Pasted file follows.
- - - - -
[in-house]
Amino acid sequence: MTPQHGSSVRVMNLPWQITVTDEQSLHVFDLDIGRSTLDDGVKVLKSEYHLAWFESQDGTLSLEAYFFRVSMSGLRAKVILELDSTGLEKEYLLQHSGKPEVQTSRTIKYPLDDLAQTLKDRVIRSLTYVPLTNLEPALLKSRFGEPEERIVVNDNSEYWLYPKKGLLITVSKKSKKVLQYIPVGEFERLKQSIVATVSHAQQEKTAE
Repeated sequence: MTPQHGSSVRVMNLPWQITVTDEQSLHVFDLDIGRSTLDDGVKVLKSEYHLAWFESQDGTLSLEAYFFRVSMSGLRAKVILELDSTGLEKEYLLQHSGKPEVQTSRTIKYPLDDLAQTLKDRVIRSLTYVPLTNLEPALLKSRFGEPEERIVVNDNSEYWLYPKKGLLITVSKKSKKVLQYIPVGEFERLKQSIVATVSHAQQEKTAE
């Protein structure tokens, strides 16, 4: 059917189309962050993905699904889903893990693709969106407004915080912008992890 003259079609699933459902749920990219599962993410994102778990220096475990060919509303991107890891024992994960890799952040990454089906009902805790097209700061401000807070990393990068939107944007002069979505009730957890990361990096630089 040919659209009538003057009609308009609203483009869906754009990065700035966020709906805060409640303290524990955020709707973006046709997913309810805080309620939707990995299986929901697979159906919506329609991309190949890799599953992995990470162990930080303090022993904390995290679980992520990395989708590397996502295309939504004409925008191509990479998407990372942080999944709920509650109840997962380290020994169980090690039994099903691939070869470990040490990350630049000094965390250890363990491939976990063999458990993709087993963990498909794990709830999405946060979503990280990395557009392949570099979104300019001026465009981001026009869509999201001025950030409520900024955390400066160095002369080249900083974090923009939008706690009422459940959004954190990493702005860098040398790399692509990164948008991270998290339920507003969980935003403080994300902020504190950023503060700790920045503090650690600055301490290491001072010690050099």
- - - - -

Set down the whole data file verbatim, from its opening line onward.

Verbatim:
[in-house]
Amino acid sequence: MTPQHGSSVRVMNLPWQITVTDEQSLHVFDLDIGRSTLDDGVKVLKSEYHLAWFESQDGTLSLEAYFFRVSMSGLRAKVILELDSTGLEKEYLLQHSGKPEVQTSRTIKYPLDDLAQTLKDRVIRSLTYVPLTNLEPALLKSRFGEPEERIVVNDNSEYWLYPKKGLLITVSKKSKKVLQYIPVGEFERLKQSIVATVSHAQQEKTAE
Repeated sequence: MTPQHGSSVRVMNLPWQITVTDEQSLHVFDLDIGRSTLDDGVKVLKSEYHLAWFESQDGTLSLEAYFFRVSMSGLRAKVILELDSTGLEKEYLLQHSGKPEVQTSRTIKYPLDDLAQTLKDRVIRSLTYVPLTNLEPALLKSRFGEPEERIVVNDNSEYWLYPKKGLLITVSKKSKKVLQYIPVGEFERLKQSIVATVSHAQQEKTAE
């Protein structure tokens, strides 16, 4: 059917189309962050993905699904889903893990693709969106407004915080912008992890 003259079609699933459902749920990219599962993410994102778990220096475990060919509303991107890891024992994960890799952040990454089906009902805790097209700061401000807070990393990068939107944007002069979505009730957890990361990096630089 040919659209009538003057009609308009609203483009869906754009990065700035966020709906805060409640303290524990955020709707973006046709997913309810805080309620939707990995299986929901697979159906919506329609991309190949890799599953992995990470162990930080303090022993904390995290679980992520990395989708590397996502295309939504004409925008191509990479998407990372942080999944709920509650109840997962380290020994169980090690039994099903691939070869470990040490990350630049000094965390250890363990491939976990063999458990993709087993963990498909794990709830999405946060979503990280990395557009392949570099979104300019001026465009981001026009869509999201001025950030409520900024955390400066160095002369080249900083974090923009939008706690009422459940959004954190990493702005860098040398790399692509990164948008991270998290339920507003969980935003403080994300902020504190950023503060700790920045503090650690600055301490290491001072010690050099």